We need to identify and endorse working models of governance that are adequate to the accommodation of civil Islam without requiring its adherents to sacrifice their core beliefs. Are there such models? I am tempted suggest that both the US and Israel have struck the proper balance, if one could imagine a state with Islam in a limited titular or implicit organizing role, but the same degree of forbearance and protection to non-conforming faith and secular practices as is common in those two democracies.
The application of the civil model to an otherwise Islamic society encounters several problems, not the least of which is Islam’s traditional merger of religious and governmental institutions. Yet this obstacle has been overcome by both Judaism and Christianity. We can be confident that, over time, the power of the theocrats will yield to the democrats. Our hope is that we humans can accomplish that transition without millions of deaths. That hope is not unreasonable. Even in present day Iran, there are nascent civil democratic institutions that exist in tension with the governing mullahs. If there were insuperable theological difficulties, we’d not notice anyone playing the democratic game in Iran.
The second level of difficulty is the recognition of human fallibility. The modern religionist would not dispute the proposition that all prophets, seers and saints are subject to some degree of “pronouncement error”. Assuming an authentic encounter with deity or other ultimate authority has taken place, there still are four categories of possible errors (hopefully small errors, but not always so):
When deity “speaks” to 21st receptive century minds, many of us are responding to something powerful, but inchoate, as in a flash of inspiration or sudden insight or recognition of a presence, as opposed detailed instructions. Our intelligence is immediately engaged as well as our humility. We lack the prophetic hubris to claim that we must be followed because we are in possession of an exclusive pipeline. We tend to think that mere humans can understand the divine, whether a divine message or divine engendered insight) only incompletely. We necessarily communicate using metaphors, and with humility because our attempts to verbalize divine messages or insights are subject to an unavoidable element of accidental distortion.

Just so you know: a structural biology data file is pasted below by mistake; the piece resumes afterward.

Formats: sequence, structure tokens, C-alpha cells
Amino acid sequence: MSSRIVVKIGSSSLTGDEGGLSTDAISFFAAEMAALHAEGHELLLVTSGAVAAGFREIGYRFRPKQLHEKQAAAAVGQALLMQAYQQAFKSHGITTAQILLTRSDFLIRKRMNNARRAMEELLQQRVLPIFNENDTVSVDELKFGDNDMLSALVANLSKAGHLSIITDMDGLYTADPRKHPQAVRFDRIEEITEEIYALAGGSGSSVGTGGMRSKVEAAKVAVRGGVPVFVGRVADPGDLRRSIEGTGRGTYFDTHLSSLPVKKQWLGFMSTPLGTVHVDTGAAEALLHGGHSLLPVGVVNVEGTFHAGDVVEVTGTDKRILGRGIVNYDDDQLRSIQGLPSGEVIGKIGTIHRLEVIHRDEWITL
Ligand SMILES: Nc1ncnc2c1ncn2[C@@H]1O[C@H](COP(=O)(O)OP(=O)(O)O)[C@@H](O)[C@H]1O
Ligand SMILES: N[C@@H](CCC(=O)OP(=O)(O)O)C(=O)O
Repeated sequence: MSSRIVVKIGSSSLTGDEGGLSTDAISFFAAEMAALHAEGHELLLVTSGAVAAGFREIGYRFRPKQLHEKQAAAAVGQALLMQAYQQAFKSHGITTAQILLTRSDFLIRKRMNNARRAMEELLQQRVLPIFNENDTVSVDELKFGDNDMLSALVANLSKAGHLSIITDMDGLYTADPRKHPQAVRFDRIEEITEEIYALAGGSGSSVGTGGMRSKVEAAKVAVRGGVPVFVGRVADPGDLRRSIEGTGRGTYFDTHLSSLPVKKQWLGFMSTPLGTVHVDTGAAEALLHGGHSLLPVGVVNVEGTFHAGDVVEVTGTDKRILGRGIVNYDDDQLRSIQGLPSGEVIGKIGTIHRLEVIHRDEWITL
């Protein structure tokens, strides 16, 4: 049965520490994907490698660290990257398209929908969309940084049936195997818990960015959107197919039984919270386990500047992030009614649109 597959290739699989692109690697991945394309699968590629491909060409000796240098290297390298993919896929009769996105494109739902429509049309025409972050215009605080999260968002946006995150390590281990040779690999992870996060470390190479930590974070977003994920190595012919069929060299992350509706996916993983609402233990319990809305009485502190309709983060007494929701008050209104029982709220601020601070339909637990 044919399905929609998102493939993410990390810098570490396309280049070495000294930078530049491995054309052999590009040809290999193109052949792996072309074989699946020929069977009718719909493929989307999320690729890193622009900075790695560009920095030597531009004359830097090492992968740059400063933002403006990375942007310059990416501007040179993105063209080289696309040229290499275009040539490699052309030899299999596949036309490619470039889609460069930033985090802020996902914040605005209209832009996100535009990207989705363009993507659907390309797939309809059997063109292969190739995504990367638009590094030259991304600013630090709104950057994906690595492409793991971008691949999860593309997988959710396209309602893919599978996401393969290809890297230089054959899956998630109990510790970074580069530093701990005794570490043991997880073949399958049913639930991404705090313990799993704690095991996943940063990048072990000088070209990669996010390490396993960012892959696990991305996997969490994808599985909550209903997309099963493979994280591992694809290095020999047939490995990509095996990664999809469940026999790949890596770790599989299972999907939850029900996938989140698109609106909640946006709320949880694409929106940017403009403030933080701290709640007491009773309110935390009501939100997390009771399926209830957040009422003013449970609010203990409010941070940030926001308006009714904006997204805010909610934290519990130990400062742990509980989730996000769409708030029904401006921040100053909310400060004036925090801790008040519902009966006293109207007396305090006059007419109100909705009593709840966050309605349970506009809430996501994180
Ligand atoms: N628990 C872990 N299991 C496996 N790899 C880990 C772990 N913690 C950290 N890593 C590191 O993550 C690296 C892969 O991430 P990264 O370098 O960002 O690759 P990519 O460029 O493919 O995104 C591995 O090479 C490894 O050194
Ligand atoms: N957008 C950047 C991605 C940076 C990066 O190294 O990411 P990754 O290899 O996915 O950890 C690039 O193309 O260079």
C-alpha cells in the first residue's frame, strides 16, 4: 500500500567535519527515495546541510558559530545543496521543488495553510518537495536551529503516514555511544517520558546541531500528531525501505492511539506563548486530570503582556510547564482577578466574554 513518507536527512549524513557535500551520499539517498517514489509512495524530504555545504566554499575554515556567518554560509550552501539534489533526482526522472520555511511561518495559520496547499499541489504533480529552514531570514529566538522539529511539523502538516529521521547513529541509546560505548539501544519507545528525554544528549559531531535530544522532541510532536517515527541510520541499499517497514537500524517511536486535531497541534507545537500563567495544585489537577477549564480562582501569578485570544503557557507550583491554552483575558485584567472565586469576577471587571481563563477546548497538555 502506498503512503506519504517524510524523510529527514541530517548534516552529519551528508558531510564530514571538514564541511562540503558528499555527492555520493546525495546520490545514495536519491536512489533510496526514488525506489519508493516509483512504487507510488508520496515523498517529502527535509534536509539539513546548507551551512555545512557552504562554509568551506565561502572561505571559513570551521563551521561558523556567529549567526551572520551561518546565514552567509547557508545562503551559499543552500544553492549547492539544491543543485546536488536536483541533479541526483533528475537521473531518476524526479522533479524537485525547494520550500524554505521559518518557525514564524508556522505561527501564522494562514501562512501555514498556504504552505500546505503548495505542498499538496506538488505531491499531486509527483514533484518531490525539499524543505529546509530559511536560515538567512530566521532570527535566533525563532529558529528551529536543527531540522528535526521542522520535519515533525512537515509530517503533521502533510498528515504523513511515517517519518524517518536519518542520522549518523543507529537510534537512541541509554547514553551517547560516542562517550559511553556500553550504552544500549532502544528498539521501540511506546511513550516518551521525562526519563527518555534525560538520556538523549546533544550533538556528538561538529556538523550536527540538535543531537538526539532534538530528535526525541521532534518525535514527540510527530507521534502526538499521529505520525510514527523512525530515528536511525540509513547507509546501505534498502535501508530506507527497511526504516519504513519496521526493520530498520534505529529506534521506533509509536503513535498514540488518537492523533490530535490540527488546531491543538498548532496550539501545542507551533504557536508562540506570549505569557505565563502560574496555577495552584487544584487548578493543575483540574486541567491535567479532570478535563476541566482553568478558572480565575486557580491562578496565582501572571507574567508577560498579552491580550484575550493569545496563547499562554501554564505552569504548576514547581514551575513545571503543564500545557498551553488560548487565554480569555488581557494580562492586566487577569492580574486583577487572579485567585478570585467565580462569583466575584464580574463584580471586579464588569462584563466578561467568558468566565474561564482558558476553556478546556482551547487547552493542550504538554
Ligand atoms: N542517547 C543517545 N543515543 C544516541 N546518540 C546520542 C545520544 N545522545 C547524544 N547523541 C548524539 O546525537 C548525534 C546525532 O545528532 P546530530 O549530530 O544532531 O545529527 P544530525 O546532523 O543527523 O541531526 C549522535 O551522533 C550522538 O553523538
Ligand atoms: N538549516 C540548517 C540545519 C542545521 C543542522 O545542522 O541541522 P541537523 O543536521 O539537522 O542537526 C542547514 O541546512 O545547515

Recognition of human fallibility does not destroy faith, but it does undermine literalism. This is an extremely important understanding because it contradicts the “single path” fallacy and contributes immensely to the “worship and let worship” ethos of the civil society. It leads us to the single corollary principle in opposition to which the militant branches of Islam have so far been all too willing to shed innocent blood: That is the principle that deity is utterly beyond human ownership, beyond tribe, religion or sect.
The implied line is clear: Civil Islam is free to strongly, even fiercely teach that Islam worships God’s Greatest Prophet, but not that he was the only prophet (as Allah’s Prophet himself recognized Moses and Jesus as prophets, for example), nor as one whose doctrine should be spread or enforced via coercion.
Therefore we need to define all moderate or moderated forms of Islam in terms of the prevailing ethos against which radical Islam is at war - Western liberal civilization – and pin our immediate hopes n the emergence of civil Islam.
Civil Islam honors and supports the five core elements of the social compact that define modern civilization, commits to respect the boundaries of loyalty to civilization’s health and survival, to wit:
Forms of civil Islam can emerge without any general Islamic reformation as pragmatic accommodations, but the widespread adoption of civil Islam would greatly facilitate the emergence of reformist versions of Islamic faith.